Chinese solar companies are violating a settlement between the European Commission and Chinese government by selling products in the EU below a minimum agreed price, it has been alleged.

European solar representative body, EU ProSun, said today it had submitted over 1,000 pages of documentation to the EC’s trade directorate detailing apparent proposals by Chinese manufacturers to sell at below agreed prices.

Last year, Chinese companies agreed to avoid paying duties on imports into the EU by agreeing to sell their products at prices no lower than a minimum price, which at the time was set at €0.56/watt.

ProSun was set up by German PV manufacturer, SolarWorld, and was the chief agitator behind the claims against Chinese manufacturers that led to the original EU inquiry. It has always contested the agreement and now maintains that Chinese companies are “neither paying duties, nor observing the minimum price agreement”.

“EU trade rules are being systematically violated by Chinese manufacturers,” said Milan Nitzschke, president of EU ProSun and also vice president of SolarWorld.

“Not one Chinese manufacturer seems to follow the agreed minimum prices for imports into the EU. Dumped Chinese solar products continue to flood the EU market, destroying European industry and jobs. The commission must act fast to stop these violations and implement sanctions.”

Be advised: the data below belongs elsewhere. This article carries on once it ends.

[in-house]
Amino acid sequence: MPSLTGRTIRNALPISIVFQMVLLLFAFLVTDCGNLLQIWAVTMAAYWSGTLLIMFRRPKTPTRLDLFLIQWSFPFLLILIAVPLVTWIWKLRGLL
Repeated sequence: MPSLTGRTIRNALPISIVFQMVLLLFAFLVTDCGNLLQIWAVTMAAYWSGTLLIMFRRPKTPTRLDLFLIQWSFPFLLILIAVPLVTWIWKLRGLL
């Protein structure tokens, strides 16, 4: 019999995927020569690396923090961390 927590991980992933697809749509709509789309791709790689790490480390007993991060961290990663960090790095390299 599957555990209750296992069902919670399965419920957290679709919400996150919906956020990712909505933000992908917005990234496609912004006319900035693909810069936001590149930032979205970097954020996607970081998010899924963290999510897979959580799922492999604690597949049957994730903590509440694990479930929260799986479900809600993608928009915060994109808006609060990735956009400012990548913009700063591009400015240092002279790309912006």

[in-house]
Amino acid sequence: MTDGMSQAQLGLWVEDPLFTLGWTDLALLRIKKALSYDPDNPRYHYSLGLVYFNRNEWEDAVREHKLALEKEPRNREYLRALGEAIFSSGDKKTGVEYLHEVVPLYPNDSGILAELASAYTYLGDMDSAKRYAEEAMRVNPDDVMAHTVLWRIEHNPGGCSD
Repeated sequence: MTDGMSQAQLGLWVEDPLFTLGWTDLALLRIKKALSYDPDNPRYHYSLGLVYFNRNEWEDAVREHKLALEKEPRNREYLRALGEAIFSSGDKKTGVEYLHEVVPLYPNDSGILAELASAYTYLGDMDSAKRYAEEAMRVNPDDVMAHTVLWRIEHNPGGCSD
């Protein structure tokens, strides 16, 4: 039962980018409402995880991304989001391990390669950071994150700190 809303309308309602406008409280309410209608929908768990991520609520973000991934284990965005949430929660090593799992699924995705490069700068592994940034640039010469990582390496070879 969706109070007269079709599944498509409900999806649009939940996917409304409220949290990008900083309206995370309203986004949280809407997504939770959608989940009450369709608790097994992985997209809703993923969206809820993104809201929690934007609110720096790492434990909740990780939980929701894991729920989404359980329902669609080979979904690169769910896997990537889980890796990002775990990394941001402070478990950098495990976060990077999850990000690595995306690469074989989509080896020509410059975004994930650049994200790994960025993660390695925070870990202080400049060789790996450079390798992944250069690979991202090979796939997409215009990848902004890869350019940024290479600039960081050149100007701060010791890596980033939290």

A statement released today by EU ProSun does not name any specific companies, but details 1,500 instances of Chinese firms allegedly seeking to circumvent the rules.

“Chinese tricks range from kickback payments camouflaged as ‘marketing grants’, to false product shipments massively under-declaring the quantities actually imported into the EU. It is like a Chinese fish market – anyone who thinks the price is not low enough simply gets another crate of solar modules for free!” Nitzscke said.

EU ProSun also alleges that the “majority” of Chinese companies use “shady middlemen” in deals, who work as a “buffer” between the Chinese companies and the European authorities.

ProSun said the whole price undertaking would now need to be reviewed in the light of its allegations.

“The minimum price agreement that the European Commission negotiated with China is unworkable. There is still no end in sight for Chinese dumping and the EU must impose duties across the board in the face of such illegal and flagrant trade violations,” Nitzscke said.

A spokesman for the commission told the Wall Street Journal the evidence would be scrutinised and could lead to the withdrawal of the agreement.

The ProSun allegations come only a day after the US government announced new preliminary anti-subsidy duties on Chinese solar imports in America. The ruling was made following a petition by the US of international manufacturer SolarWorld.